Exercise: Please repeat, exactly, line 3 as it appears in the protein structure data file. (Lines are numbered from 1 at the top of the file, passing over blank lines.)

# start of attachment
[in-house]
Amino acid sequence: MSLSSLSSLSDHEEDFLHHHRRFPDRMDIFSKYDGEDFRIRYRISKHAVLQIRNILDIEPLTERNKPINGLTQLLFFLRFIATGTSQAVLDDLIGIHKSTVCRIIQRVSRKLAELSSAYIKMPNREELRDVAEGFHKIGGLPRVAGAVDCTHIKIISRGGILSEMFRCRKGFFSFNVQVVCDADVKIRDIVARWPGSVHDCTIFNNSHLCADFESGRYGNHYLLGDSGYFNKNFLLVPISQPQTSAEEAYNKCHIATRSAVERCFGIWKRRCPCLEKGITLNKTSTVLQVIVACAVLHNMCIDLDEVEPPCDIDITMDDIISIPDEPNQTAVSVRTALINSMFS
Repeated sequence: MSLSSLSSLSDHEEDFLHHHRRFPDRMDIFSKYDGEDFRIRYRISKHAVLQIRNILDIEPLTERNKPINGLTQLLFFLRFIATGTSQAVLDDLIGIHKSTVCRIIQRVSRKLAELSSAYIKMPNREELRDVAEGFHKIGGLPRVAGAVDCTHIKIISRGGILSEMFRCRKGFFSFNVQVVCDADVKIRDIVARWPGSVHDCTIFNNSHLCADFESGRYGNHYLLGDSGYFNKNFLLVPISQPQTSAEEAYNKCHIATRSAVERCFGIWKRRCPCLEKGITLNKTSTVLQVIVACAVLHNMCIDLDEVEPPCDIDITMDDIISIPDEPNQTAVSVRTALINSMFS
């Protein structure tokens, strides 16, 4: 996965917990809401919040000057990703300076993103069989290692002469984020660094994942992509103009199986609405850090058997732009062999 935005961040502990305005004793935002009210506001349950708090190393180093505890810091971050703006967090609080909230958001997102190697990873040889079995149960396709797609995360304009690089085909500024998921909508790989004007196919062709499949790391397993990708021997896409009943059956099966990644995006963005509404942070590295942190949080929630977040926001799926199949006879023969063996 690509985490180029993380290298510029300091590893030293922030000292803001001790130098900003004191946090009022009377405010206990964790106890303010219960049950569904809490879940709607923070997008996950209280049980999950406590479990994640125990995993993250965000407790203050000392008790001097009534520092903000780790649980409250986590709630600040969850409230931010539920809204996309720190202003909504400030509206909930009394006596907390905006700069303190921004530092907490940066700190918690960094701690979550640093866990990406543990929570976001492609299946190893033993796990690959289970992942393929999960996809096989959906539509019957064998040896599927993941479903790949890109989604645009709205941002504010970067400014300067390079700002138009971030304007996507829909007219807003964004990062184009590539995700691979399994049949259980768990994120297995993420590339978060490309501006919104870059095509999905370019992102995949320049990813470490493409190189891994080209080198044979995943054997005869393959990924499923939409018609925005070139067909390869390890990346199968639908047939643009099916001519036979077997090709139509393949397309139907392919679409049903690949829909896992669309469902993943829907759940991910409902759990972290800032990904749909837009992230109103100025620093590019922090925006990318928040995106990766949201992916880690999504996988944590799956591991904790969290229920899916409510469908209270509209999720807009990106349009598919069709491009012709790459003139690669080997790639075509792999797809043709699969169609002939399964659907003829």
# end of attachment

Repeated sequence: MSLSSLSSLSDHEEDFLHHHRRFPDRMDIFSKYDGEDFRIRYRISKHAVLQIRNILDIEPLTERNKPINGLTQLLFFLRFIATGTSQAVLDDLIGIHKSTVCRIIQRVSRKLAELSSAYIKMPNREELRDVAEGFHKIGGLPRVAGAVDCTHIKIISRGGILSEMFRCRKGFFSFNVQVVCDADVKIRDIVARWPGSVHDCTIFNNSHLCADFESGRYGNHYLLGDSGYFNKNFLLVPISQPQTSAEEAYNKCHIATRSAVERCFGIWKRRCPCLEKGITLNKTSTVLQVIVACAVLHNMCIDLDEVEPPCDIDITMDDIISIPDEPNQTAVSVRTALINSMFS